Stéphane Brizé’s “Mademoiselle Chambon” – Rendez-Vous with French Cinema 2010 Review

One of the unexpected delights of this year’s “Rendez-Vous with French Cinema 2010” series is Stéphane Brizé’s “Mademoiselle Chambon,” which, like Cedric Kahn’s “Regrets,” also concerns a man’s temptation to leave his wife for another woman.  However, instead of Kahn’s overheated theatrics, Brizé opts for a quieter, lower-keyed mood, resulting in a beautifully made film, revolving around the superb and sensitively played central performances by Vincent Lindon and Sandrine Kiberlain.

Jean (Lindon), a construction worker, picks up his son from school after his wife Anne-Marie (Aure Atika) hurts her back at the printing factory where she works.  There he meets Véronique (Kiberlain), his son’s homeroom teacher and the “Mademoiselle Chambon” of the film’s title.  Things between them start out innocently enough when Véronique asks Jean to speak to the class about his job.  But then she asks Jean to fix a drafty window in her apartment, and from there it’s easy to guess where that eventually leads.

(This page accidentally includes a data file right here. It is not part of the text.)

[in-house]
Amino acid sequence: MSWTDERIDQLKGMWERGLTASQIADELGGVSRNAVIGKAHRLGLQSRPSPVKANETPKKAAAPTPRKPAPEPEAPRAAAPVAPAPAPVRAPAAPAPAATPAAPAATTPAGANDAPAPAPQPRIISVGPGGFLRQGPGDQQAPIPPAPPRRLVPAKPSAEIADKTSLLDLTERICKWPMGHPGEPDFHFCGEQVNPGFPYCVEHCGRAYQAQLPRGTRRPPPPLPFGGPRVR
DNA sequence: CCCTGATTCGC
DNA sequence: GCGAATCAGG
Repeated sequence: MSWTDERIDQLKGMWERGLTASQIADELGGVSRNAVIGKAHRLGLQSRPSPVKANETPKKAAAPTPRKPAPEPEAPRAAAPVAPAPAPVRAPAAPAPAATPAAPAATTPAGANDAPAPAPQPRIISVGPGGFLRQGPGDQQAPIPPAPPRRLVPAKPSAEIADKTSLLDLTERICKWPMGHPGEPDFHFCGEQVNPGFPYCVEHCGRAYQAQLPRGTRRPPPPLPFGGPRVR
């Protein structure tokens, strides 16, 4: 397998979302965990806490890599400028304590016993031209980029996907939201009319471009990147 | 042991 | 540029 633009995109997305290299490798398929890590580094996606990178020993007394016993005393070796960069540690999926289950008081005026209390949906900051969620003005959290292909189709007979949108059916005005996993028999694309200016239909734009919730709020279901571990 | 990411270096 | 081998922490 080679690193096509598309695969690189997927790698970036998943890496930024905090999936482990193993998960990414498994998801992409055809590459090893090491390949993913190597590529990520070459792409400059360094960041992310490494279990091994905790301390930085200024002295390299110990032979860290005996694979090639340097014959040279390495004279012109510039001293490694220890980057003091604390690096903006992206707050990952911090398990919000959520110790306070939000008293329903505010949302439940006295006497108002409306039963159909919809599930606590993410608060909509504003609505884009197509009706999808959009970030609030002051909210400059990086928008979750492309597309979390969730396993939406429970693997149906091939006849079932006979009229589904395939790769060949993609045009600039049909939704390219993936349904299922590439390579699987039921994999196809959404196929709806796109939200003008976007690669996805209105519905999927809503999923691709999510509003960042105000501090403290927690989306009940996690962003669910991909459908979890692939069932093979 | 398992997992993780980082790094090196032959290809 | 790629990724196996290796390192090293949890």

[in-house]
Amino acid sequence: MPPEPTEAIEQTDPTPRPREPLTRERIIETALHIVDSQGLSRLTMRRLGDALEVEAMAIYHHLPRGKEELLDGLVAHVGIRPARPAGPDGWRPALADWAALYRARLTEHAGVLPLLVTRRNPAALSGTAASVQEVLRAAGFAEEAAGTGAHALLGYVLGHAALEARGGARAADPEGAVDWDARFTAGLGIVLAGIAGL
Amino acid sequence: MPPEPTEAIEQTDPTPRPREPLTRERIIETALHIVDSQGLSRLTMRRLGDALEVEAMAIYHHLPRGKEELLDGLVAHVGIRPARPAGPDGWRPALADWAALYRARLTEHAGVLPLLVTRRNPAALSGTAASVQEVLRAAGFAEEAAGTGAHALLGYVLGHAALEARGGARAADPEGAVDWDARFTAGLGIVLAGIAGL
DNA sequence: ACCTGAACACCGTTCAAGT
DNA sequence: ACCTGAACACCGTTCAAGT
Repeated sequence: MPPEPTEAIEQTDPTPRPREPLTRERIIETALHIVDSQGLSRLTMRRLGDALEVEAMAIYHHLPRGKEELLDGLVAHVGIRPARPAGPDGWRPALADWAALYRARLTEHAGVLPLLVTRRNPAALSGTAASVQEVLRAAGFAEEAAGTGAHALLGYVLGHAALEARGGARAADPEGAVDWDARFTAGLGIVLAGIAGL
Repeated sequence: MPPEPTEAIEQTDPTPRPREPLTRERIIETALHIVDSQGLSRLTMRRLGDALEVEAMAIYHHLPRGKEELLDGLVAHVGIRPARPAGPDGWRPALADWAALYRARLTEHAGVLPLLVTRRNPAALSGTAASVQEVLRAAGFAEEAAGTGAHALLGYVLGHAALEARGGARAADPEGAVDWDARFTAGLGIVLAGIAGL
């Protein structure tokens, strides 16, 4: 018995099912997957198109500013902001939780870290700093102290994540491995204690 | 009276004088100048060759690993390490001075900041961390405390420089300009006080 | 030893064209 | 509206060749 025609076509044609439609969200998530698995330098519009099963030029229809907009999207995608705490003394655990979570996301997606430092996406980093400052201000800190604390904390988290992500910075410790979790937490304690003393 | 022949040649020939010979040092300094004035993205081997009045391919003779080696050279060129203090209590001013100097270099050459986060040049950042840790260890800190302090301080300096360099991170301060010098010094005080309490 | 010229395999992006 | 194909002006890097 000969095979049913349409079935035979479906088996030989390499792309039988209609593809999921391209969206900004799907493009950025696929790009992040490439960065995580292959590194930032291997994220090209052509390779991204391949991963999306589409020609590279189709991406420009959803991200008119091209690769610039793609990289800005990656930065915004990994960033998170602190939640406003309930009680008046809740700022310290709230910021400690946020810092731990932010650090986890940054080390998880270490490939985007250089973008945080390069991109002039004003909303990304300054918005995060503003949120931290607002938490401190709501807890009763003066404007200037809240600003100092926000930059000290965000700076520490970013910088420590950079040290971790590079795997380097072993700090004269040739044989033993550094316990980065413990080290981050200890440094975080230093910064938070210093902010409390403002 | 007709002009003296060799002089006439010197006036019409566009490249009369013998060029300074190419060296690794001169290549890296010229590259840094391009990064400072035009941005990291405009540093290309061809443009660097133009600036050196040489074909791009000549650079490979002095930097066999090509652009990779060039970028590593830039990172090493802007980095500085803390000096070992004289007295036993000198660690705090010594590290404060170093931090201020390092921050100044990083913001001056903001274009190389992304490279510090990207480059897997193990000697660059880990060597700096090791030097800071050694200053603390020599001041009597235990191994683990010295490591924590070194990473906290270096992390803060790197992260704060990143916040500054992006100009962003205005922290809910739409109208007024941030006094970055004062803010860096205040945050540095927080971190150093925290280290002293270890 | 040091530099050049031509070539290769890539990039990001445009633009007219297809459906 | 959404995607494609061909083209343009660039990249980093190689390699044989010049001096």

What makes “Mademoiselle Chambon” such a special film is its nuanced and complex layering of character development and its loving attention to details.  Jean’s processes of construction work are afforded extended time, giving us the sense of a man who takes pride in his work, and puts great care into it.  One of the best scenes in the film is the one in which he explains his work to his son’s class; he tells them that his favorite aspect of construction is the idea that by building a home for someone, he can essentially create something from nothing.  It is clear from this scene that Jean has never had the opportunity to articulate these ideas before, and it gives him great satisfaction to express his feelings about his work.  He is especially pleased by the children’s curiosity and questions about his job.  This is what makes Véronique so attractive to Jean; she allows him to discover parts of himself that he never knew existed.  This becomes even more evident when Jean visits her apartment to replace her window, and he finds out that she was a concert violinist before teaching.  He asks her to play for him, and while at first she is reluctant to open up a period of her life that she left behind her, she finally does play for him, shyly performing a piece with her back to him, following Jean’s suggestion.  Their attraction to each other grows largely because each affords the other potential new life possibilities.  Of course, the one huge barrier to their relationship is the fact that Jean already has a family, and a life that will not be that easy for him to leave.

“Mademoiselle Chambon,” adapted by Brizé from Eric Holder’s novel, is as carefully crafted as one of Jean’s houses, and just as sound in its construction.  Events unfold in a quiet yet profound manner, never resorting to cliché or lazy convention.  This and the great performances in the film make this one of the major finds of this year’s series.